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Necropolis Review

Review: Necropolis / Author: Basil Copper / Publisher: Valancourt Press / Release Date: Out Now

Valancourt Press is a small publisher in the US that is doing a sterling job of bringing back into print neglected works in a number of niche genres, particularly the macabre and the occult. This gaslight detective novel by the prolific but unjustly neglected Basil Copper (1924-2013) is a recent beneficiary of their efforts, receiving its first paperback publication in more than 30 years.

Necropolis is essentially a straight Conan Doyle pastiche, but a very good one. Its resourceful hero is a private detective named Clyde Beatty, the sort of man who would make a very good second choice if you couldn't get the great Sherlock Holmes to take your case. Together with his pugilist-turned-tech-guy assistant, Dotterel, he looks into the suspicious death of a City banker, which eventually opens up into a wider case of... but that would be telling.

Copper pens a sturdily entertaining tale, galvanized with regular gunplay and fisticuffs, and built around a series of atmospheric and crisply described set-pieces – an exhumation, the exploration of a tunnel where corpses spring out at you, various elaborate night-sorties and stakeouts. The expected Holmesian tropes are there – pea-soupers, stiff-upper-lipped dialogue (“The old firm stands together. But I must say we have not seen a tighter spot than tonight”), a villain with one leg shorter than the other, a supporting role for Inspector Lestrade. What gives this novel a little something extra, though, is the depth of Copper's historical research and his sharp eye for the telling period detail. In particular, he makes great play with the real-life Brookwood Cemetery in Woking, a sprawling, 450-acre site which was served by a daily train from Waterloo (known as the Ghost Train) bringing coffins and mourners from London. One of the chief pleasures of Necropolis is the way in which Copper works this actual social phenomenon of the time so adroitly into the centre of the mystery.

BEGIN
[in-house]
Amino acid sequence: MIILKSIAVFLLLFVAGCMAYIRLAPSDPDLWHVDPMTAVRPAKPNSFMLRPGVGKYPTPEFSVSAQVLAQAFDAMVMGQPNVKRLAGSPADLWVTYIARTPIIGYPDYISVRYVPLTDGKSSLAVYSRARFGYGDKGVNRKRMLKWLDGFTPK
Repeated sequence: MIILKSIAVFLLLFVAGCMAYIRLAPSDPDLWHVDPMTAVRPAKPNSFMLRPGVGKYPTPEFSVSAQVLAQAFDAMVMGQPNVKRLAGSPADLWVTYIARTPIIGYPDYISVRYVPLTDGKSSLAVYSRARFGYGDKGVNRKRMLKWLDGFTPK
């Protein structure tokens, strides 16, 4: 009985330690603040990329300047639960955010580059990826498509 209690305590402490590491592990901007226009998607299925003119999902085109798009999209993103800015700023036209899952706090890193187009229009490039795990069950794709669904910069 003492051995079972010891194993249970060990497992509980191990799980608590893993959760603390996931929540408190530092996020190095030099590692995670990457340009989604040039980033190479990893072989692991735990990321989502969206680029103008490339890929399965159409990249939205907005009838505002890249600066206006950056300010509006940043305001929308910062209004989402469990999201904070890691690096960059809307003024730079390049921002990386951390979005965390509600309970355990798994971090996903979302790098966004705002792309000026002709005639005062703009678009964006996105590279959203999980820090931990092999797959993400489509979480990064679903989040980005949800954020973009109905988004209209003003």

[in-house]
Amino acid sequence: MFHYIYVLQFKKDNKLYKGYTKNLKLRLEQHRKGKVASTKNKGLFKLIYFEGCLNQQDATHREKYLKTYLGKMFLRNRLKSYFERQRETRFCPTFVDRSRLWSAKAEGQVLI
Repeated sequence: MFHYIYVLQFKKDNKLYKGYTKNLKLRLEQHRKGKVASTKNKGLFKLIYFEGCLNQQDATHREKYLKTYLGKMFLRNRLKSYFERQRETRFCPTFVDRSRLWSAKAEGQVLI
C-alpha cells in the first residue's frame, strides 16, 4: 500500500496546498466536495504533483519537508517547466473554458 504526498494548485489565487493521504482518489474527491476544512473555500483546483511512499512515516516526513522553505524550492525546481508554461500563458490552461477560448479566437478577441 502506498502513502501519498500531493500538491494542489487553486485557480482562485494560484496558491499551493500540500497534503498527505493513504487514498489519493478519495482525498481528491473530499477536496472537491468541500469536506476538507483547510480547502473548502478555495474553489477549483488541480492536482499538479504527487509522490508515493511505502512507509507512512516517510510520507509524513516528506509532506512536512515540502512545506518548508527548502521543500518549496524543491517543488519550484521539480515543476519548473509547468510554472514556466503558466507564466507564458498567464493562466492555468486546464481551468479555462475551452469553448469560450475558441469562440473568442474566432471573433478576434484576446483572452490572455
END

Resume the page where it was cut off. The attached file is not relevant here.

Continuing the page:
Beatty himself never quite grabs the attention in the way that he should (he's overshadowed by Dotterel, a much more intriguing and handy character), but this hardly matters in a novel that's all about blood and thunder and old-fashioned storytelling. It's quite amazing to think that a book that is so accessible and fun has been out of print for so long. Certainly anyone who relishes the steampunk novels of James Blaycock or any of the Holmes homages currently on the market should find it just the ticket for whiling away a foggy Autumn evening.

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